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Canoes arrive at Suquamish July 19, Point Julia July 20 | 2013 Canoe Journey

Canoes arrive at Suquamish during the 2011 Canoe Journey. - File photo
Canoes arrive at Suquamish during the 2011 Canoe Journey.
— image credit: File photo

SUQUAMISH — The Canoe Journey — an annual gathering of Northwest Native canoe cultures — stops in Suquamish July 19 and Port Gamble S’Klallam July 20.

This year’s visits will be more intimate than previous years. Most North Sound and Canadian First Nation canoes are traveling north of Admiralty Inlet en route to the final destination of the Quinault Nation on Washington’s Pacific Coast. North Sound canoe families expected to visit Suquamish include Nooksack, Samish and Swinomish; from South Sound, Muckleshoot, Nisqually, Puyallup, Squaxin, and the family of Canoe Journey founder Emmett Oliver.

Port Gamble S’Klallam will host those canoe families, as well as those from Skokomish. All will proceed from Point Julia, joining other canoes at stops along the northern Olympic Peninsula en route to Taholah on the Pacific Coast. More than 100 canoes are expected to visit Quinault Aug. 1-6.

Canoes will be escorted from Neah Bay to Taholah by the tall ships Lady Washington and Hawaiian Chieftain, commemorating the 225th anniversary of first contact between ships of the United States and the Quinault Nation.

There are several opportunities to watch canoes arrive.

South Sound canoes will be welcomed by Suquamish Tribe leaders, elders and royalty July 18, 2 p.m., at Manchester State Park in Port Orchard. Canoe families will travel to Suquamish in vehicles for dinner and a skippers meeting.

On July 19, the public can watch canoes land at the Charles Lawrence Memorial Boat Ramp in Suquamish Village beginning at 2 p.m. A salmon dinner and clam bake will follow at 6 p.m. Protocol — an evening of traditional songs, dances and gifting — begins at 7 p.m. in the House of Awakened Culture.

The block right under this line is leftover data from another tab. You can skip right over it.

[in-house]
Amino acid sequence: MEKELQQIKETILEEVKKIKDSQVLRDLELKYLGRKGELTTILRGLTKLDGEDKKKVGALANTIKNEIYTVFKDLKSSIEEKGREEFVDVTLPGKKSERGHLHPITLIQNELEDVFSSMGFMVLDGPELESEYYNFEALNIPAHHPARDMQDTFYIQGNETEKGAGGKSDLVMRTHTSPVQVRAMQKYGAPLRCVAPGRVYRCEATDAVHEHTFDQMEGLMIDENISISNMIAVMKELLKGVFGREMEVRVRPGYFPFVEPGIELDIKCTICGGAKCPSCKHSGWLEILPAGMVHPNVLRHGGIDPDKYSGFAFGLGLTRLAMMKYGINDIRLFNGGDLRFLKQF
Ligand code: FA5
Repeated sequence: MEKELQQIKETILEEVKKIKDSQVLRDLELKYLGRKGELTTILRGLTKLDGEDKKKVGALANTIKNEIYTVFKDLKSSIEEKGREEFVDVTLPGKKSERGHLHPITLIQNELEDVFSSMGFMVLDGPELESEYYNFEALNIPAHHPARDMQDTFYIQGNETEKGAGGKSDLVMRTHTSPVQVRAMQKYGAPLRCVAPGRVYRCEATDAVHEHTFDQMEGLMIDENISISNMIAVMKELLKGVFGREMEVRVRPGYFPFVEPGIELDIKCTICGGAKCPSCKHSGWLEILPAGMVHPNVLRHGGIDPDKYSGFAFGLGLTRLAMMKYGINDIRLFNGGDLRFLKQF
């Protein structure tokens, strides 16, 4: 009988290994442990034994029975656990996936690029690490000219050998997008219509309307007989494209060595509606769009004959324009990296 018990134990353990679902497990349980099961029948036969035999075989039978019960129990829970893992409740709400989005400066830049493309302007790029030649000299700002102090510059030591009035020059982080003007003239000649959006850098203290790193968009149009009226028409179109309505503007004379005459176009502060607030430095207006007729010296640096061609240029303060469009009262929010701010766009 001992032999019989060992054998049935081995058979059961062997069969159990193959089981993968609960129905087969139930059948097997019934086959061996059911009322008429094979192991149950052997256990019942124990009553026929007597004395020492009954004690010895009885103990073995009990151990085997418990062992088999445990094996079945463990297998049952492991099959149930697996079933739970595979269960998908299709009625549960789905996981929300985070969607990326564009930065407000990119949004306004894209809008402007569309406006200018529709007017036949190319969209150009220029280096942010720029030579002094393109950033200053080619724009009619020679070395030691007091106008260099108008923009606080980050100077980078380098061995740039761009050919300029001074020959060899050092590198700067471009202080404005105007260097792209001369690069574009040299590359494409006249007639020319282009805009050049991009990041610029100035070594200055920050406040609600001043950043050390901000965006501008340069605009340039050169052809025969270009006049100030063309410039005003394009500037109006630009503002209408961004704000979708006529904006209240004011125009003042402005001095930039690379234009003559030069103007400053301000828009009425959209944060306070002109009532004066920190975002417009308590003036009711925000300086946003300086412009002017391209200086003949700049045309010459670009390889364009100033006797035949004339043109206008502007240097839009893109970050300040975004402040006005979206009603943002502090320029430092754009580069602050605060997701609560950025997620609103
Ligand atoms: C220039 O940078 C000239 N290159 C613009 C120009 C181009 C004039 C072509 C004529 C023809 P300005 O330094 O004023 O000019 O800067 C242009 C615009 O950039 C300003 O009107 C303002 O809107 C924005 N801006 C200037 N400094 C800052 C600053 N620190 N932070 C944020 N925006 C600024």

“We encourage people to come and watch the canoes and watch the protocols,” Suquamish Cultural Activities Director Tina Jackson said. Although dinner is primarily for the canoe families, “we don’t turn anyone away,” she said.

Canoes depart Suquamish July 20 at 5:30 a.m and arrive at Point Julia between noon and 3 p.m. that day. Visiting canoes will be greeted by S’Klallam canoes on the water and welcomed on the beach by dignitaries — and a clam bake, for which Port Gamble S’Klallam is famous. Dinner and an evening of cultural sharing will follow in Little Boston. Canoes depart Point Julia July 21.

Each Canoe Journey is a test of mental, physical and spiritual readiness; some canoes will travel as far as 400 nautical miles from their home territories to Quinault. Pullers are hosted by indigenous nations along the way, with each stop filled with the sharing of traditional foods, languages, songs, dances and other teachings. Songs often come to the pullers out on their ancestral waters.

S’Klallam canoe skipper Laura Price uses the Journey to teach the S’Klallam language. Pullers sing S’Klallam songs and keep pace using chants in the S’Klallam language.

“We look at our language as living,” Price said. “When you incorporate the language on the water, it’s like old friends — the canoe and the language — coming together.”

To volunteer at the events in Little Boston, contact Jonelle Grady, (360) 297-6276 or jgrady@pgst.nsn.us.

Canoe Journey landings after Little Boston
July 21: Port Townsend
July 22: Jamestown (Jamestown S’Klallam Tribe)
July 23: Elwha (Elwha Klallam Tribe)
July 24: Elwha (Elwha Klallam Tribe)
July 25: Pillar Point
July 26: Neah Bay (Makah Nation) 
July 27: Ozette (Makah Nation)
July 28: La Push (Quileute Nation)
July 29: La Push (Quileute Nation)
July 30: Hoh River (Hoh Tribe)
July 31: Queets (Quinault Nation)
Aug. 1-7: Taholah (Quinault Nation)

Note: The theme of this year’s Canoe Journey is “Honoring Our Warriors." For more information, go to www.paddletoquinault.org.

 

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